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Rails 3.0 rescue from Routing Error Solution TVD Nov 11

10 comments Latest by TVD

Well, I've got good news and I've got bad news. As of Rails 3.0.1, using rescue_from in your ApplicationController to recover from a routing error is broken! That's the bad news.

The good news is I have a solution that will keep you in unison with the Rails Core Team. The Rails team has promised a fix some time in Rails 3.1. Until then, I've got readers and I've got customers and I shudder at the thought of showing them a generic error page. Rails 3.0 rescue_from routing error solution

The Situation

It's bad enough an error has occurred in the first place. At that point I want to take control of the situation and rescue my audience from a bad experience back to enjoyment!

Previously in Rails 2.3.8 and below you could handle routing errors elegantly using rescue_from ActionController::RoutingError:

class ApplicationController < ActionController::Base
  rescue_from ActionController::RoutingError, :with => :render_404

  private
  def render_404(exception = nil)
    if exception
        logger.info "Rendering 404: #{exception.message}"
    end

    render :file => "#{Rails.root}/public/404.html", :status => 404, :layout => false
  end
end

However, things are a little different in Rails 3. The reality is, as of Rails 3.0.1, ApplicationController can't catch ActionController::RoutingError and thus, we cannot take advantage of rescue_from like we used to.

Now, for those of you who don't know, I'm a realist. So, I'm not expecting the Rails team to spring a solution overnight.

Personally, I'm going to wait for the Official fix from the Rails Core Team. In the meantime, I need a simple, no side effects solution that I can use right now!

Simple Solution

This is one of those times when it's great to be a developer. There is nothing we can't solve with a little elbow grease and ingenuity.

Expanding on the suggestion given by the Rails core team, here's the solution I use to handle routing errors in Rails 3.0:

config/routes.rb

This code should go to the end of your routes.rb file. That way it will be given the least priority and therefore, act as a wildcard catchall for all those rogue url resources.

Yourapp::Application.routes.draw do
  #Last route in routes.rb
  match '*a', :to => 'errors#routing'
end

NOTE: The "a" is actually a parameter in the Rails 3 Route Globbing technique. For example, if your url was /this-url-does-not-exist, then params[:a] equals "/this-url-does-not-exist". So be as creative as you'd like handling that rogue route.

app/controllers/errors_controller.rb

Here, I handle my routing errors. I leverage previous 404 handling code from my original ApplicationController mentioned above. So, my errors_controller.rb looks like this:

class ErrorsController < ApplicationController
  def routing
    render_404
  end
end

However, feel free to modify to fit your individual needs. Everyone's situation will be slightly different. For example, if you're not going to reuse your 404 error handling logic, then here's the full ErrorsController without inheritance:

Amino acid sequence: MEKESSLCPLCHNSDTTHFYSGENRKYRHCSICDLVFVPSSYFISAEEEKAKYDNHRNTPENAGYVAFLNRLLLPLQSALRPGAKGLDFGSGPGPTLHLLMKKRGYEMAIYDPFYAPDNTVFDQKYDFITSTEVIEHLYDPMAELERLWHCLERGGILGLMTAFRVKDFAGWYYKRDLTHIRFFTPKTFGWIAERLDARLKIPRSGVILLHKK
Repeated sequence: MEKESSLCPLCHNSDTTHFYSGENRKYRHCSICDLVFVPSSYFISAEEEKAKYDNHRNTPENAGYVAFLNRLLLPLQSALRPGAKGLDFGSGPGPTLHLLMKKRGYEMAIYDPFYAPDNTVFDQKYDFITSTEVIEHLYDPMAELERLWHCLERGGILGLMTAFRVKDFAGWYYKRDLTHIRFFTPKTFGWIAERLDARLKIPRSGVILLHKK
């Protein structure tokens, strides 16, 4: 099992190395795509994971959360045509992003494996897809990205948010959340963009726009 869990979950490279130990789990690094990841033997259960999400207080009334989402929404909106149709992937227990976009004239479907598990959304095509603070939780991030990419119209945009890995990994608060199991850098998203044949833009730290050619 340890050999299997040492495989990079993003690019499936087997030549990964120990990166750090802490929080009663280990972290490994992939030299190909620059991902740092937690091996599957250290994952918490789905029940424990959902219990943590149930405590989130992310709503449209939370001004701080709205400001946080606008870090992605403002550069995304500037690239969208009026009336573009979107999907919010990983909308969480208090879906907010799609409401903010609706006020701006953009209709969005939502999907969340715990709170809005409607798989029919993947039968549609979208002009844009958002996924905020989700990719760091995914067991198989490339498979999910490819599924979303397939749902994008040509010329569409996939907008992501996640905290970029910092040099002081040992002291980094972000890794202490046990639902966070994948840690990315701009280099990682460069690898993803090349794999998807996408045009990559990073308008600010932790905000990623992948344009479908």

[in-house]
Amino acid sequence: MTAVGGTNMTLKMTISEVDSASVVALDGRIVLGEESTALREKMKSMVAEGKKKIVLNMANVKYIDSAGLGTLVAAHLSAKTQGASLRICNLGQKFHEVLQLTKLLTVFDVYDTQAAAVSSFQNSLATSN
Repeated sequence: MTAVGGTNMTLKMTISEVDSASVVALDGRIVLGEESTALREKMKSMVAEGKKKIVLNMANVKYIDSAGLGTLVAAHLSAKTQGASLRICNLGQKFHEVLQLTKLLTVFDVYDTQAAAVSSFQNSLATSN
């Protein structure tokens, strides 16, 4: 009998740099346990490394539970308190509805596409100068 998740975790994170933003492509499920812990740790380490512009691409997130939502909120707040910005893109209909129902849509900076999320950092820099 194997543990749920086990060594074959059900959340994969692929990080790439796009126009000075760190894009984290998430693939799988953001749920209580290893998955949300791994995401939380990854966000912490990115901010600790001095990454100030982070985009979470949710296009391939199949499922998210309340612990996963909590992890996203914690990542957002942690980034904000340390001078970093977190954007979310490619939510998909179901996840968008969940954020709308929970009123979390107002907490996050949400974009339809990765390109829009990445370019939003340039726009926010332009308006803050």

class ErrorsController < ApplicationController
  def routing
   render :file => "#{Rails.root}/public/404.html", :status => 404, :layout => false
  end
end

I'm big on keeping things simple. I believe solutions should be simple without being simplistic. Like I said earlier, I look forward to an Official solution from the Rails Core Team. Until then, this gets the job done!

Well, I encourage you to dig into Rails 3 and have a little fun. And if you have another solution, post here so we can discuss. Until next time Beloved, take care!

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10 comments so far

Miguel Benitez 12 Nov 10

Great solution! Thanks!

Lonny Eachus 12 Nov 10

In my opinion that qualifies as an "elegant" solution to what otherwise could be an intractable problem. Cheers.

Billee D. 13 Nov 10

That is a beautiful thing, my friend.

TVD 13 Nov 10

@Lonny intractable truly sums up this dilemma. There is much value to be gained in customizing error messages. I hope this gets you on your way.

Glenn Roberts 08 Dec 10

Thanks Tian. We can definitely use this on our current project.

TVD 08 Dec 10

@Glenn That's great to hear! Rails is a wonderful platform to build from. I wholeheartedly wish you luck and success on your forthcoming project. I look forward to seeing it take off!

Chip Miller 17 Dec 10

Very nice! You can also add unless ActionController::Base.consider_all_requests_local to view the errors while developing. (like so...) match '*a', :to => 'errors#rescue_from_routing_error' unless ActionController::Base.consider_all_requests_local

m 02 Feb 11

Works for me. Thank you!

Thomas Glasgow 01 Mar 11

I used this old trick since attackers were issuing requests that looked like /config.php?user_id=blabla&=etc The problem I am now facing is when spammers try to bypass the authenticity token protection in my contact forms. I no longer can intercept such errors with rescue_from and my exception notifier kicks in for "false" alerts. Any idea how to fix that?

TVD 01 Mar 11

@Thomas That's got to be incredibly frustrating. If it were me, I'd use Akismet or TypePad AntiSpam until Rails 3.1 is released - the rescue_from issue should be fixed in that release.

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